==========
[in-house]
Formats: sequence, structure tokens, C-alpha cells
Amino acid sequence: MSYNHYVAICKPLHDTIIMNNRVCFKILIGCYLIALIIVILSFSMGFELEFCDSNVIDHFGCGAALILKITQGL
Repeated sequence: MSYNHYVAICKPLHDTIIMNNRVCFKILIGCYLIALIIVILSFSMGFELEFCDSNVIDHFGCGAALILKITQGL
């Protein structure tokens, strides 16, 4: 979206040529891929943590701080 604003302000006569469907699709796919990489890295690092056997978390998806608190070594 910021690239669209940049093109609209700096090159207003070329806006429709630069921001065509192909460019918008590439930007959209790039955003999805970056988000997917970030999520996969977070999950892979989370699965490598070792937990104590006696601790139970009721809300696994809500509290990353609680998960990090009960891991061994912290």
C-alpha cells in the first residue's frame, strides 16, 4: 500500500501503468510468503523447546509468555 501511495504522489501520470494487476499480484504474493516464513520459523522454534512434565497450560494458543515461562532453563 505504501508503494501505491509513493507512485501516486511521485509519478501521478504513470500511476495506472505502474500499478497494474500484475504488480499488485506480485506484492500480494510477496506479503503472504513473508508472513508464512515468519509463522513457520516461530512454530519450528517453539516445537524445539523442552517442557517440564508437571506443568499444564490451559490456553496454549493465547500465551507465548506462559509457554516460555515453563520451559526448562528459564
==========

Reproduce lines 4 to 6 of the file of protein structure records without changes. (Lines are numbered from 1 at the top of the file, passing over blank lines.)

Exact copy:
Repeated sequence: MSYNHYVAICKPLHDTIIMNNRVCFKILIGCYLIALIIVILSFSMGFELEFCDSNVIDHFGCGAALILKITQGL
């Protein structure tokens, strides 16, 4: 979206040529891929943590701080 604003302000006569469907699709796919990489890295690092056997978390998806608190070594 910021690239669209940049093109609209700096090159207003070329806006429709630069921001065509192909460019918008590439930007959209790039955003999805970056988000997917970030999520996969977070999950892979989370699965490598070792937990104590006696601790139970009721809300696994809500509290990353609680998960990090009960891991061994912290």
C-alpha cells in the first residue's frame, strides 16, 4: 500500500501503468510468503523447546509468555 501511495504522489501520470494487476499480484504474493516464513520459523522454534512434565497450560494458543515461562532453563 505504501508503494501505491509513493507512485501516486511521485509519478501521478504513470500511476495506472505502474500499478497494474500484475504488480499488485506480485506484492500480494510477496506479503503472504513473508508472513508464512515468519509463522513457520516461530512454530519450528517453539516445537524445539523442552517442557517440564508437571506443568499444564490451559490456553496454549493465547500465551507465548506462559509457554516460555515453563520451559526448562528459564